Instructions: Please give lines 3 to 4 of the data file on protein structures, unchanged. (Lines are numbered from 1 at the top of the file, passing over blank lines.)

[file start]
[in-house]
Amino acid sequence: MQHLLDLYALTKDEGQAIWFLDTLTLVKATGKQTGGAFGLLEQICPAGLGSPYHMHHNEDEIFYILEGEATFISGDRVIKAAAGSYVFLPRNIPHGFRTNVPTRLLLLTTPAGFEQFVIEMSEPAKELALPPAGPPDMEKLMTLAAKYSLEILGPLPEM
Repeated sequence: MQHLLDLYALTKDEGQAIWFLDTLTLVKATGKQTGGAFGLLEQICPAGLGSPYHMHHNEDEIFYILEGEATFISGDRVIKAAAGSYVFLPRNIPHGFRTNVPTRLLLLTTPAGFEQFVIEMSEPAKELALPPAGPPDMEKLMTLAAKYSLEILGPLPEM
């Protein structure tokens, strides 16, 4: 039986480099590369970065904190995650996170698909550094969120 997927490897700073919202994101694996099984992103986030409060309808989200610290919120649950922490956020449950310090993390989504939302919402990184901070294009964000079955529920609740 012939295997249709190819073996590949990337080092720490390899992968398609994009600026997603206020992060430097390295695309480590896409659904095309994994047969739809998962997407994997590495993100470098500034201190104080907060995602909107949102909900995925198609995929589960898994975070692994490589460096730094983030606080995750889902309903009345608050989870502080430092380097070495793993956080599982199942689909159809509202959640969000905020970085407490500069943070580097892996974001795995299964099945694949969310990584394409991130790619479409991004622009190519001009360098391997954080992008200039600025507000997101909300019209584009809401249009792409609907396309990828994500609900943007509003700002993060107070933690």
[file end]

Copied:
Repeated sequence: MQHLLDLYALTKDEGQAIWFLDTLTLVKATGKQTGGAFGLLEQICPAGLGSPYHMHHNEDEIFYILEGEATFISGDRVIKAAAGSYVFLPRNIPHGFRTNVPTRLLLLTTPAGFEQFVIEMSEPAKELALPPAGPPDMEKLMTLAAKYSLEILGPLPEM
């Protein structure tokens, strides 16, 4: 039986480099590369970065904190995650996170698909550094969120 997927490897700073919202994101694996099984992103986030409060309808989200610290919120649950922490956020449950310090993390989504939302919402990184901070294009964000079955529920609740 012939295997249709190819073996590949990337080092720490390899992968398609994009600026997603206020992060430097390295695309480590896409659904095309994994047969739809998962997407994997590495993100470098500034201190104080907060995602909107949102909900995925198609995929589960898994975070692994490589460096730094983030606080995750889902309903009345608050989870502080430092380097070495793993956080599982199942689909159809509202959640969000905020970085407490500069943070580097892996974001795995299964099945694949969310990584394409991130790619479409991004622009190519001009360098391997954080992008200039600025507000997101909300019209584009809401249009792409609907396309990828994500609900943007509003700002993060107070933690």